Syria Strike Shows Value, Flexibility of Forward-Deployed Warships
By RICHARD R. BURGESS, Managing Editor
ARLINGTON, Va. — The Tomahawk cruise missiles launched against Syria April 6 came from two U.S. Navy guided-missile destroyers (DDGs) forward-deployed to the U.S. Sixth Fleet primarily for ballistic-missile defense. The flexibility of these multi-mission ships and their proximity to the Middle East gave the commander in chief a viable option for a strike from international waters.
The Arleigh Burke-class DDGs USS Porter and USS Ross in the eastern Mediterranean Sea fired 59 Tomahawk land attack missiles against targets in Al-Shayrat Air Base in eastern Syria, including “aircraft, hardened aircraft shelters, petroleum and logistical storage, ammunition supply bunkers, air defense systems, and radars,” Navy Capt. Jeff Davis, a Defense Department spokesman, said in an April 6 statement.
“The strike was a proportional response to Assad’s heinous act. Shayrat Airfield was used to store chemical weapons and Syrian air forces,” Davis said. “The U.S. intelligence community assesses that aircraft from Shayrat conducted the chemical weapons attack on April 4. The strike was intended to deter the regime from using chemical weapons again. … We are assessing the results of the strike. Initial indications are that this strike has severely damaged or destroyed Syrian aircraft and support infrastructure and equipment at Shayrat Airfield, reducing the Syrian Government's ability to deliver chemical weapons. The use of chemical weapons against innocent people will not be tolerated.”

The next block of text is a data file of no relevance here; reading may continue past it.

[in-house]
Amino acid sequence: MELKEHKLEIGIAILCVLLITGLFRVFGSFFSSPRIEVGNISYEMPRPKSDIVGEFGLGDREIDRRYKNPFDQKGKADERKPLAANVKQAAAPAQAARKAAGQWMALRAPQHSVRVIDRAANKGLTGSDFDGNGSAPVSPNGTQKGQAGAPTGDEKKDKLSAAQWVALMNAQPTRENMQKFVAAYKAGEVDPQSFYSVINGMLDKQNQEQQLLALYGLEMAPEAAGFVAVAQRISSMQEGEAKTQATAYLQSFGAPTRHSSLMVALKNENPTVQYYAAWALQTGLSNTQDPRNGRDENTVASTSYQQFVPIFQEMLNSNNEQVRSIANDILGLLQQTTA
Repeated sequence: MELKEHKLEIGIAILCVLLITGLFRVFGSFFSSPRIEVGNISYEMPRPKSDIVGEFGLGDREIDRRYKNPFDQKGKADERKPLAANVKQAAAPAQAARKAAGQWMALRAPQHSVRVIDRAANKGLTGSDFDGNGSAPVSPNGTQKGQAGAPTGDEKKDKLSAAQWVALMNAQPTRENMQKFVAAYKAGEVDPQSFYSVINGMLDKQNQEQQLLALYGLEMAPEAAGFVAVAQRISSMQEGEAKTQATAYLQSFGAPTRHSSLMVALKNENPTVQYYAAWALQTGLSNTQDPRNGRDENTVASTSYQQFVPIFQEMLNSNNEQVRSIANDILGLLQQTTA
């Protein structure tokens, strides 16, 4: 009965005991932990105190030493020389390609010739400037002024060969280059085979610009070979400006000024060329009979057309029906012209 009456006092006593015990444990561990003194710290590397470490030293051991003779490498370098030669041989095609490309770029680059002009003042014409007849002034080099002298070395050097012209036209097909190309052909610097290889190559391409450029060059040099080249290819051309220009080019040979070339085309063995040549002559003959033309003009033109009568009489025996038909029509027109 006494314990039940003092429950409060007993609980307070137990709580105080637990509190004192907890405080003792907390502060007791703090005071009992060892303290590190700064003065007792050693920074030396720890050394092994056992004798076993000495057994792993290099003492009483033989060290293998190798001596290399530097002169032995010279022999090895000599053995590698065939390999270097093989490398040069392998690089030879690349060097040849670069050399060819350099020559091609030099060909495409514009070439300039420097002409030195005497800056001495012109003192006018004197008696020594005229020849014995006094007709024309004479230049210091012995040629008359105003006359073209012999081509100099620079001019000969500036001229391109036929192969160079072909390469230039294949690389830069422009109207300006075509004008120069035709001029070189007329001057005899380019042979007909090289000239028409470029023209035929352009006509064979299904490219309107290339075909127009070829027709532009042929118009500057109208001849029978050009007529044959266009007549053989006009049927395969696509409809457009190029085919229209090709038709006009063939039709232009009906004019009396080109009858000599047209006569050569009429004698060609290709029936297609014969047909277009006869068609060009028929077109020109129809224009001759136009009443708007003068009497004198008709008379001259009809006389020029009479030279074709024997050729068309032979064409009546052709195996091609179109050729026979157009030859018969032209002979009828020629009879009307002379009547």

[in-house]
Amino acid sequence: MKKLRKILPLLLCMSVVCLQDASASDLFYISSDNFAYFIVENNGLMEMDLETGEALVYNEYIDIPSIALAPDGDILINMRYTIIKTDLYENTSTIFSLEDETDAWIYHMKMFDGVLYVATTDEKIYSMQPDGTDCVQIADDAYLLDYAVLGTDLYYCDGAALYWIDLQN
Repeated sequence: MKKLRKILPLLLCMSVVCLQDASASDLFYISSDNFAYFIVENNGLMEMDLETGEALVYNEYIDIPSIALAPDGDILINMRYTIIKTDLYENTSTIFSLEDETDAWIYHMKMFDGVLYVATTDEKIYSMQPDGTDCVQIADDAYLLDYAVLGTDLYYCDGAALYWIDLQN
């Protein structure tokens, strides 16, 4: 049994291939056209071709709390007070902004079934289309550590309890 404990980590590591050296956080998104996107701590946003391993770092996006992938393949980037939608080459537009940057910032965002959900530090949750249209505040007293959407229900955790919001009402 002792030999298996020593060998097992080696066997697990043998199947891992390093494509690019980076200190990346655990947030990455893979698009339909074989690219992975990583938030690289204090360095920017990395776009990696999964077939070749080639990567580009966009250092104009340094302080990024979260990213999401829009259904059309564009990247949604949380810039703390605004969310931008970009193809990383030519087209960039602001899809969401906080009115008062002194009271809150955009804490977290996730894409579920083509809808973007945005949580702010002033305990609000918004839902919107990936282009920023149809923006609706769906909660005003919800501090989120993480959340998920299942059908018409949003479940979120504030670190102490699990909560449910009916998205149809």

The Navy has forward-deployed four DDGs to Naval Station Rota, Spain, in recent years as Phase I of the Phased Adaptive Approach to providing ballistic-missile defense (BMD) of Europe. They became the first warships permanently deployed to the Sixth Fleet in many years and have conducted BMD patrols as well as providing maritime security and naval gunfire support to Operation Odyssey Lighting last year in Libya. They also participate in theater security cooperation and NATO exercises in the Mediterranean, Black, and Baltic Seas.
The Tomahawk missile, with a range of more than 1,000 nautical miles, has been employed in numerous conflicts since its combat debut in the 1991 Persian Gulf War. More than 2,000 have been launched in combat. Its use avoids the need to strike a target with manned aircraft, thus avoiding the potential loss of aviators.